Pollen Testnet v0.5.5 Release Notes
We are happy to release a new version of our Pollen testnet v0.5.5. After introducing Mana in our testnet a couple of weeks ago, we are thrilled to start using it with two of the Coordicide modules: consensus (FPC) and autopeering. As you probably can imagine, this is a very important step for us and for the upcoming “Nectar” stage of the Coordinator-free, fully decentralized version of IOTA. With your help, we can tune some of the parameters to find a desirable trade-off between performance and security of the network.
The full list of changes include:
- Integrate Mana with FPC
- Integrate Mana with the Autopeering
- Add several FPC optimizations
- Add dRNG diagnostic API
- Simplify memory usage of dashboard and align to Grafana
- Add a chart for stored, solidifier, scheduler and booker MPS
- Update to latest hive.go
As for the previous release, this version bump resets the network as well as the Tangle, and all the balances and tokenized assets.
Mana in FPC
The Fast Probabilistic Consensus (FPC) protocol is used as part of the consensus mechanism in the Coordicide solution, and you can find a more detailed description in the FPC blogpost. So far this consensus module has equally treated the opinions of every node, however this offers no protection against Sybil attacks, where adversaries run hundreds or even thousands of nodes, to disrupt the consensus. With the integration of Mana instead, nodes will form their quorum by selecting nodes to be queried proportionally to their Mana.
This integration is a first significant step to test our mana system as a sybil protection and reputation system in a testnet environment. We expect some interesting results coming out of this implementation since we also introduced several experimental improvements to the protocol that were brought forward by both internal as well as peer-reviewed research.
Mana in Autopeering
In order for the network to work efficiently and for the nodes to be kept up-to-date about the ledger state, nodes exchange information, such as messages and transactions, with each other. Each node establishes a communication channel with a small subset of nodes (i.e., neighbors) via a process called peering. Such a process must be resilient against Eclipse attacks: if all of a node’s neighbors are controlled by an attacker, then the attacker has complete control over the node’s view of the Tangle. For more information about the autopeering module you can refer to our blog posts: Autopeering Part 1 and Part 2.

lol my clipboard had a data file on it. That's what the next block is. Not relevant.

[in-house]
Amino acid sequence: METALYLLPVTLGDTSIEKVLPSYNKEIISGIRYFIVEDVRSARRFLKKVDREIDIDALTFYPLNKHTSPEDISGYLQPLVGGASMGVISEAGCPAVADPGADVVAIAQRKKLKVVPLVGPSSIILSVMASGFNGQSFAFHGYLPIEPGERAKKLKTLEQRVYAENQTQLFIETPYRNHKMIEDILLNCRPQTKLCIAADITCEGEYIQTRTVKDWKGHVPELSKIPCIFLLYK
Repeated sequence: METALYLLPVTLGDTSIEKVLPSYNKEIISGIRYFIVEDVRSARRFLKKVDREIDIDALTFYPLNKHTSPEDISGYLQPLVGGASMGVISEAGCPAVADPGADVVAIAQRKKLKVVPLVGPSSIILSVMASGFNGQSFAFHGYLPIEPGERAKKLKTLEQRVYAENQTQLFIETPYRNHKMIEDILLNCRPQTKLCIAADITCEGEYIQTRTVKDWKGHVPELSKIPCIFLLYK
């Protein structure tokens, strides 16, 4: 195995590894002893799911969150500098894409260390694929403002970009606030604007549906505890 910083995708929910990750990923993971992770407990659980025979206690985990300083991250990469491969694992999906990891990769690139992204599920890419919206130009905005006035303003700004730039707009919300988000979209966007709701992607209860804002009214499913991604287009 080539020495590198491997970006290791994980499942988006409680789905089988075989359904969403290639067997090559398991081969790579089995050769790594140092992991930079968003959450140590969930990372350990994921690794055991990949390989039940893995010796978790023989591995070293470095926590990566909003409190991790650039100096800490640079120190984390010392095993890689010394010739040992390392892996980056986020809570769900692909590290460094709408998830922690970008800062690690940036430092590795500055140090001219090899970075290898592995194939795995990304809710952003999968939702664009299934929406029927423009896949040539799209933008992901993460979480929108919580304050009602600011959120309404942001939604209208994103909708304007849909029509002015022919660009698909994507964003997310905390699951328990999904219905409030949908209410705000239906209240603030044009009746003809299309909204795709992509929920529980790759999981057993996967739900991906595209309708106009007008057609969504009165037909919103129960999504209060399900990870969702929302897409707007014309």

To prevent/limit sybil-based attacks, the autopeering makes use of Mana: arbitrary nodes with no mana can be created, but there is a limit as to how many nodes can be created with a certain amount of Mana. Specifically it becomes prohibitively difficult for an attacker to produce a lot of high Mana nodes.
At its core, the autopeering module uses a screening process called Mana rank, that selects a subset from all the known nodes based on their Mana similarity. That means, nodes with similar Mana will be more likely to become neighbors.
By introducing Mana to the Autopeering module we will be able to leverage on the Pollen testnet to investigate what parameters are secure and stable for the network graph, and what the effects are to the network. If we consider the consensus Mana distribution in the current Pollen network, we can expect some interesting topologies dependent on how the Mana rank parameters are selected, and this can educate and feed back to our research efforts. For example, the figure below shows the change in network topology when decreasing the R-parameter, which determines how separated in the network space high-Mana nodes are from low-Mana nodes.
In the coming weeks, the team will focus on integrating Mana with the rest of the modules: Congestion control, Finality (approval weight), Reorg and dRNG. As the last milestones before Nectar, we will introduce Snapshots and Timestamp voting. Once these are finished, Nectar will be ready to launch to the public.
We would like to thank our entire community for their help and support. As always, we welcome your comments and questions either here on Medium or in the #tanglemath channel on our Discord. You can also join in the #goshimmer-discussion on Discord.